Defendant also argues that he did not knowingly, intelligently, and voluntarily waive his Miranda rights. For this proposition, Defendant contends that his response to the detectives indicates incompetence. Defendant was read his rights and asked, "Having in mind an understanding of your rights, do you want to speak with us." Defendant responded, "Yes I am." (Emphasis added.) Notwithstanding Defendant's ostensibly inconsistent response, the record supports a finding that the Miranda waiver was voluntary and intelligent. At trial, Defendant testified that he told the officers he understood his Miranda rights and that all three of his statements to the police were voluntary.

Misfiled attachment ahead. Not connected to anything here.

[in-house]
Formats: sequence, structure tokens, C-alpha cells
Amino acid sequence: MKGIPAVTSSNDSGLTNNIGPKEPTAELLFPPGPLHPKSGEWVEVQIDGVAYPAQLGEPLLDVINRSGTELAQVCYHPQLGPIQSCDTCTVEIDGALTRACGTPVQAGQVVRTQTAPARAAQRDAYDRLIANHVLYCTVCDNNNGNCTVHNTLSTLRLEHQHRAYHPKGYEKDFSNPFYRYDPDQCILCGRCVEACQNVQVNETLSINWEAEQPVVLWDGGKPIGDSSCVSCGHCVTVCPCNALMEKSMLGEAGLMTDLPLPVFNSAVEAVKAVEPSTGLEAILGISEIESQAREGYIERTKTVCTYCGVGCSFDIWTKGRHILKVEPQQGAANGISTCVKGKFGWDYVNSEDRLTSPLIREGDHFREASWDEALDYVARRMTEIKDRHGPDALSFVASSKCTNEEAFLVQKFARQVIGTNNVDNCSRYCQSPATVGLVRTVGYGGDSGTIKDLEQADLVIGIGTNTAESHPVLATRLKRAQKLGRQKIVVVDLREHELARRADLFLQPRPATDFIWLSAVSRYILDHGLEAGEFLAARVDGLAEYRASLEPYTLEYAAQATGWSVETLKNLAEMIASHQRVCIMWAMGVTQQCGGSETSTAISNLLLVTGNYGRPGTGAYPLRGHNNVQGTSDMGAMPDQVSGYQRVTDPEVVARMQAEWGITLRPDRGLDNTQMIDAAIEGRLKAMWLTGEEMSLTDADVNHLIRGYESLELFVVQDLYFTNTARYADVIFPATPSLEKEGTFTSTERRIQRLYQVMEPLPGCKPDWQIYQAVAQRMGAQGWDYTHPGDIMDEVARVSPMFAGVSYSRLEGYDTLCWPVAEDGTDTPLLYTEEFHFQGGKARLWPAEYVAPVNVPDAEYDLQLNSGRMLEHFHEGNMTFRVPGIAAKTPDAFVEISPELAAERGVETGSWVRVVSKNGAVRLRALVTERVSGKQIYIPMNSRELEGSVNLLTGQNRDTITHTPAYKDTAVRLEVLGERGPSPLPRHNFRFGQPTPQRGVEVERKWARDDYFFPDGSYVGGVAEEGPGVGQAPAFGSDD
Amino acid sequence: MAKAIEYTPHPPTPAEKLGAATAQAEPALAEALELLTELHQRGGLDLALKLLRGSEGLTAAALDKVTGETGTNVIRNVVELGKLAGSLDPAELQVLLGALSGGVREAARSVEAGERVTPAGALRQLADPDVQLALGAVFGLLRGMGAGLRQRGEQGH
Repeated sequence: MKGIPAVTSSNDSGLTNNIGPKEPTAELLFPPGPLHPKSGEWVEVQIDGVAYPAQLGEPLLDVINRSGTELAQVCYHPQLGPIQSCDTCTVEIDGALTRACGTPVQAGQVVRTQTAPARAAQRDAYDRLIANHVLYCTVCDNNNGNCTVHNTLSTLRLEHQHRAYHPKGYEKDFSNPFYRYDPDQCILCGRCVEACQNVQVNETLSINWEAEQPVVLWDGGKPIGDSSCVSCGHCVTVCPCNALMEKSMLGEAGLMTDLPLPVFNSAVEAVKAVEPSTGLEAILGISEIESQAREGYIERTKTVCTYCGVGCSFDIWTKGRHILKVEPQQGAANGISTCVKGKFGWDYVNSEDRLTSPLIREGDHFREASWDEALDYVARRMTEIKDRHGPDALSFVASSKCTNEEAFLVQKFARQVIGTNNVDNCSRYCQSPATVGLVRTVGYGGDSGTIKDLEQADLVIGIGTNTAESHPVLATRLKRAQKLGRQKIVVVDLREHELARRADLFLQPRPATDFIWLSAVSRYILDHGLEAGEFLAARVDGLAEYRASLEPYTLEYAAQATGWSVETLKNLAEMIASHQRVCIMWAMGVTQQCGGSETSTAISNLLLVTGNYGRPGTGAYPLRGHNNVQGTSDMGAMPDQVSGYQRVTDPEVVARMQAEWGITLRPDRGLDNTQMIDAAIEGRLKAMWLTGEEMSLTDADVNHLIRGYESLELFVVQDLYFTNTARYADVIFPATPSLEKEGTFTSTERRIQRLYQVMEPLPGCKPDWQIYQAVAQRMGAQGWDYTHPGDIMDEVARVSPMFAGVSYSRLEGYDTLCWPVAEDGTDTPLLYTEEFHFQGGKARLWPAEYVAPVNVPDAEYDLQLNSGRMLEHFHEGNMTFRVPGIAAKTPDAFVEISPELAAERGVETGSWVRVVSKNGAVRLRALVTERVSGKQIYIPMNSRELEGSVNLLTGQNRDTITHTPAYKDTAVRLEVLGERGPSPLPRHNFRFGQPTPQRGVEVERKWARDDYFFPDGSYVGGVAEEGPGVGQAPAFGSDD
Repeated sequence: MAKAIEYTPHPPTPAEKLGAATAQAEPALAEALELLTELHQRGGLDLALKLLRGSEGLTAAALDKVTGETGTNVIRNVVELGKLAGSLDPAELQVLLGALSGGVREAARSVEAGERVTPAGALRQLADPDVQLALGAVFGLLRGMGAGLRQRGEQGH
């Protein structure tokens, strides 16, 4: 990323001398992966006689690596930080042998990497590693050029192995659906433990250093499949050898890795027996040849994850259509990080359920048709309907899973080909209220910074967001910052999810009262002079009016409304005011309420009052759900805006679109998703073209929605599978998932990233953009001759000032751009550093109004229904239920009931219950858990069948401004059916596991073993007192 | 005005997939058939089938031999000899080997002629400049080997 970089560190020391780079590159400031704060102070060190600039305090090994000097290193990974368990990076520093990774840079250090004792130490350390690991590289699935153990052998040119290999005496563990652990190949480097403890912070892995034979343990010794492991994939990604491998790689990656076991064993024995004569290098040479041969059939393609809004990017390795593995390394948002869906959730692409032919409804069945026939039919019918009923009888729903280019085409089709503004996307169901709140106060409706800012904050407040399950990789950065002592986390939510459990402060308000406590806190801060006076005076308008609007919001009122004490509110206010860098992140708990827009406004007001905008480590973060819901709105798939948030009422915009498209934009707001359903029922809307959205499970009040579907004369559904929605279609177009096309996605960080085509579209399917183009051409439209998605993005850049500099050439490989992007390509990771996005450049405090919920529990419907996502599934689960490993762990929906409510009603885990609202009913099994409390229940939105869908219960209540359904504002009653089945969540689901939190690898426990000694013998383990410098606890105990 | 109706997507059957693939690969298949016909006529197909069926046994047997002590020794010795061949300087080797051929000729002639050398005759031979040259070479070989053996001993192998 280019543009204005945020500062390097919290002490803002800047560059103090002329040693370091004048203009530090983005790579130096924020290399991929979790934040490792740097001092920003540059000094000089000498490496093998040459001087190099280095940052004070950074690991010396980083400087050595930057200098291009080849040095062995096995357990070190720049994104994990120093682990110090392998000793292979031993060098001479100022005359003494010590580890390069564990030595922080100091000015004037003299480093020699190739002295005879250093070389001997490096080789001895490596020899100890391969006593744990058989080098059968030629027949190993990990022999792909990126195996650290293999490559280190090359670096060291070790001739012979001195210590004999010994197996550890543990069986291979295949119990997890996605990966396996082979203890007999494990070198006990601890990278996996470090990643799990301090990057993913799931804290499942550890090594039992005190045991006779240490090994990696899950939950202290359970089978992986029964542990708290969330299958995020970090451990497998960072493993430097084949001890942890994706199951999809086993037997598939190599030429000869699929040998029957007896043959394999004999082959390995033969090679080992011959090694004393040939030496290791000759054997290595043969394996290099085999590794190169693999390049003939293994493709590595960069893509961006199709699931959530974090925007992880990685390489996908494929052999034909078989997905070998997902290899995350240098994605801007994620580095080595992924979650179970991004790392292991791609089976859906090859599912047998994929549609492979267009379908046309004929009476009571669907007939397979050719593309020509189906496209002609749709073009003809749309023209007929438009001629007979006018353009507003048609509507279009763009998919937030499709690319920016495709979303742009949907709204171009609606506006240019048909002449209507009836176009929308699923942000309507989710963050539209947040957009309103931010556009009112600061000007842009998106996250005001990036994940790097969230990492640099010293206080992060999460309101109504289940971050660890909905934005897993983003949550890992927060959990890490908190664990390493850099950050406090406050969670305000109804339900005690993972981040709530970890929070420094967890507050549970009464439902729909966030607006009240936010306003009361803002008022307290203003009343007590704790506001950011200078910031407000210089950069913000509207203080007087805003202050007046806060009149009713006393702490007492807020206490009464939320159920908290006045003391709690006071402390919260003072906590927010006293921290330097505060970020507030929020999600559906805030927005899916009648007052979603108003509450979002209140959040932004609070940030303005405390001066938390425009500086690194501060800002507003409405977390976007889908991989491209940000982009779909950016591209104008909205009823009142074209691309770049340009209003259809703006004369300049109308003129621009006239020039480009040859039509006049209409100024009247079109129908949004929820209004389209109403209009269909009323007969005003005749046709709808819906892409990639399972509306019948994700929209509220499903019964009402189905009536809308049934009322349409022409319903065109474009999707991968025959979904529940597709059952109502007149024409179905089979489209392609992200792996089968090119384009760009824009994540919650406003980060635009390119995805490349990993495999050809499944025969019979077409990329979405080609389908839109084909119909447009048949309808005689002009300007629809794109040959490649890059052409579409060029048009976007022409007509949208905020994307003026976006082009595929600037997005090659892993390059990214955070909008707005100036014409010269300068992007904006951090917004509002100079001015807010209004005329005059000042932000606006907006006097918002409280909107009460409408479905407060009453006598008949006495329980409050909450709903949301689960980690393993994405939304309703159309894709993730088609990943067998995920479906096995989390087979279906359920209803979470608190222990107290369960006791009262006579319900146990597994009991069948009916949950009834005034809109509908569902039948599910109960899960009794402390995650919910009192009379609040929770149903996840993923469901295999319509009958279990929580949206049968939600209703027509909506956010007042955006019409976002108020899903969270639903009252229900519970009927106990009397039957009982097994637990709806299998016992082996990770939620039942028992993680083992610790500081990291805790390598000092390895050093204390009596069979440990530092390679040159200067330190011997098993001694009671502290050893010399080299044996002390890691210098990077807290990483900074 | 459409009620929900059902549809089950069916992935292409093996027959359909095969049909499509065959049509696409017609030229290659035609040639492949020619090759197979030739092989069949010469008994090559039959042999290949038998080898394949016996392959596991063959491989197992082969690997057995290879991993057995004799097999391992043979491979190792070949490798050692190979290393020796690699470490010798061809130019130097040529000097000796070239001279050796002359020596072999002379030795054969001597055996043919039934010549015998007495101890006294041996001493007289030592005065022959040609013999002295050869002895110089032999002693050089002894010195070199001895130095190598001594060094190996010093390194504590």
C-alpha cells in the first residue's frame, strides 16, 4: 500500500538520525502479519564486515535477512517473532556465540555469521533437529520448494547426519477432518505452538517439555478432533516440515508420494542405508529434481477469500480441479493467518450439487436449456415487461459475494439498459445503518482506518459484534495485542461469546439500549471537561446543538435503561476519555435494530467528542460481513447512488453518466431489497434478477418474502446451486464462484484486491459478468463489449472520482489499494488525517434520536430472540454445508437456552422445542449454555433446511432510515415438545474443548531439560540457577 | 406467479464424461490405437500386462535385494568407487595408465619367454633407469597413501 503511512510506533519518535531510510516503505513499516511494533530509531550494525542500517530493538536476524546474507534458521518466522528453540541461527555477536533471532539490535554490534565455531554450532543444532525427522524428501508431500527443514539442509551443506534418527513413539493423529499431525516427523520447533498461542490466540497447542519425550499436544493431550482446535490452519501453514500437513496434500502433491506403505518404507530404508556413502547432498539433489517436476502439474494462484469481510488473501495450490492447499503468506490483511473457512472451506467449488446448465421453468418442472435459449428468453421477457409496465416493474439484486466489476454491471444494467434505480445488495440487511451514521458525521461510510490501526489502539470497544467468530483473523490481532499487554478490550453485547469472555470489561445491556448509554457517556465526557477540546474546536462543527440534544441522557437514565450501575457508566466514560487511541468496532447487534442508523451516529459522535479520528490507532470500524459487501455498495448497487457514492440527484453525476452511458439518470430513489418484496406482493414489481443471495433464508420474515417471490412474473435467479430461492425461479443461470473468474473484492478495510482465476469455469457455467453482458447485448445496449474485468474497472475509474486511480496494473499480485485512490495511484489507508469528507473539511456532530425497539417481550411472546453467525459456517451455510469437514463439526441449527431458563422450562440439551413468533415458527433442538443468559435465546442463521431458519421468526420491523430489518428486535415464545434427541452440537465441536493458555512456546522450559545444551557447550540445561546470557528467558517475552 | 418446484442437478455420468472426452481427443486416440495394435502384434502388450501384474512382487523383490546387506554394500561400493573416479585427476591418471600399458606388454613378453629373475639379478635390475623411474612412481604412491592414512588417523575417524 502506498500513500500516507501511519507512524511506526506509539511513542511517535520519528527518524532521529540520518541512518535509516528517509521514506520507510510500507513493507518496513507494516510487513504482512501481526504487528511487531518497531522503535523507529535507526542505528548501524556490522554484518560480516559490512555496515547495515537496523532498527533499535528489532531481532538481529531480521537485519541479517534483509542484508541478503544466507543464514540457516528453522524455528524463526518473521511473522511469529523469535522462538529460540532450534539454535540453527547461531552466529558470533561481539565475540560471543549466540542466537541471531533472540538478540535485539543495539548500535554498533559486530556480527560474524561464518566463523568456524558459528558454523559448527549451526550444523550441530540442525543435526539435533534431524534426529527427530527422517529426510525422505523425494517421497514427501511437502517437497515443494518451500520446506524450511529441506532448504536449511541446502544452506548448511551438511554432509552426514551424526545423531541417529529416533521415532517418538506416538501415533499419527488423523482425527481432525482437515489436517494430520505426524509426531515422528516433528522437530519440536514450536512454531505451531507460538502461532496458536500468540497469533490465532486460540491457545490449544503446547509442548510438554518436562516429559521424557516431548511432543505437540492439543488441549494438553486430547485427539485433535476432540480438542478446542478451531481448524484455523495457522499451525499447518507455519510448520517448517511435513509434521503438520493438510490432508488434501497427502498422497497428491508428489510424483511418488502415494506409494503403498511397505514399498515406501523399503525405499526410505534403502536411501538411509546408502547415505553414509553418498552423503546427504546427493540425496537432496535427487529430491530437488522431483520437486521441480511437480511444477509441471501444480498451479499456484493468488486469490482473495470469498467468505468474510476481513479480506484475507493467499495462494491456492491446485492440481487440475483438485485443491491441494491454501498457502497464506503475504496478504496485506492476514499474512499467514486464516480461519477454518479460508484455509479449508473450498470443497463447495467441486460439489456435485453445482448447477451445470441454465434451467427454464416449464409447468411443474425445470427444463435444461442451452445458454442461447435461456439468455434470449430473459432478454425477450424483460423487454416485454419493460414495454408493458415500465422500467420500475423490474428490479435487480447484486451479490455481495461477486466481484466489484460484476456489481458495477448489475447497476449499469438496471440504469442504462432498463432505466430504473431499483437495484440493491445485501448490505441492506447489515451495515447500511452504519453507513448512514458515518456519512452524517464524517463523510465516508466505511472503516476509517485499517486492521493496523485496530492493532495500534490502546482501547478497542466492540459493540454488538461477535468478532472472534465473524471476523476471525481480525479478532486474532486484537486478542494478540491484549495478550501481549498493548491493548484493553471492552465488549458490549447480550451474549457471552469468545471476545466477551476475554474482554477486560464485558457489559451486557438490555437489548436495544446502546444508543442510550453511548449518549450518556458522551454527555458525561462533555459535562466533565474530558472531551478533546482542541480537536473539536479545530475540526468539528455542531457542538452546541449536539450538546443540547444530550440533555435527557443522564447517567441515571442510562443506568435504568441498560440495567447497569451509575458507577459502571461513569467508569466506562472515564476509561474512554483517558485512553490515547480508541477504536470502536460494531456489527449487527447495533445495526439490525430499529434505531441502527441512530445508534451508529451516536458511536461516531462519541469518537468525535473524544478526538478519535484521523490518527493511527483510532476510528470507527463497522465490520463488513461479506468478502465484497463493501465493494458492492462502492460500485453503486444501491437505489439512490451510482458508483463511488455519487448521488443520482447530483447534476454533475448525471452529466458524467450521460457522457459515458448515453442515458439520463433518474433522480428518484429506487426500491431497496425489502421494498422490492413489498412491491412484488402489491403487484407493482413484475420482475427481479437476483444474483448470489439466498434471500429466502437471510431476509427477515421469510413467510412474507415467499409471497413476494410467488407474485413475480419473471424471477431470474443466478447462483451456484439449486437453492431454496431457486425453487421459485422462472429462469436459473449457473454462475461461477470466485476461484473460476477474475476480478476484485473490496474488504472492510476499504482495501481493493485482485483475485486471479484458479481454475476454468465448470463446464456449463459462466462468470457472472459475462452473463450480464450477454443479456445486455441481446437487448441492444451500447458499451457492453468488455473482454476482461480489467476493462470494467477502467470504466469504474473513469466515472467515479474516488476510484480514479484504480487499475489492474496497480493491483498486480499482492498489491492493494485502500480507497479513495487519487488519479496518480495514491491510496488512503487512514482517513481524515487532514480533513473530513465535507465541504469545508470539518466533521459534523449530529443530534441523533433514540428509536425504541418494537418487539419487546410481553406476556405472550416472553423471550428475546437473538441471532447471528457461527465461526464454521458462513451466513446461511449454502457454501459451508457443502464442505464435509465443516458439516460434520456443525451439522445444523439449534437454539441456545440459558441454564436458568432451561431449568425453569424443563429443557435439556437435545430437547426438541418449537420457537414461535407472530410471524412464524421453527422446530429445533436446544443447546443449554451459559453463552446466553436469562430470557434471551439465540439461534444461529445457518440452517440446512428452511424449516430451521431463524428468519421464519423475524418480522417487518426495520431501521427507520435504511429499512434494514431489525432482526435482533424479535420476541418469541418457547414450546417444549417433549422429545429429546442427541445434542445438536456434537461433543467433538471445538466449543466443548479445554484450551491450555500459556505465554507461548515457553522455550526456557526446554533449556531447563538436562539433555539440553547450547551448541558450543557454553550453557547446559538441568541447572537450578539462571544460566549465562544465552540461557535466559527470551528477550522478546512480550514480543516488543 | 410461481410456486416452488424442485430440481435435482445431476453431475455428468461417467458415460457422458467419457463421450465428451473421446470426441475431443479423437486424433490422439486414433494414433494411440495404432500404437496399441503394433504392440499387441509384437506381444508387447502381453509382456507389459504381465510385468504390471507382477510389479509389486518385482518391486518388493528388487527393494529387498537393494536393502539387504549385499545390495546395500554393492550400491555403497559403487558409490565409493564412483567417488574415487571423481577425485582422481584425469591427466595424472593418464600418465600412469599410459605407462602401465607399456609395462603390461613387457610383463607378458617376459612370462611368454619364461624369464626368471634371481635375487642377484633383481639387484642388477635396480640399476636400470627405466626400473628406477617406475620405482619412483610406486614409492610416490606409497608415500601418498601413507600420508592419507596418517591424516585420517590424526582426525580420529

B. Defendant's requests for investigative and expert assistance

At various stages throughout the trial, Defendant requested, and the judge generally granted, the appointment of investigators and various experts. Pursuant to Ariz.R.Crim.P. 15.2, the state requested that Defendant disclose any written or recorded witness statements produced by the investigation. The judge then conditioned the grant of additional investigative...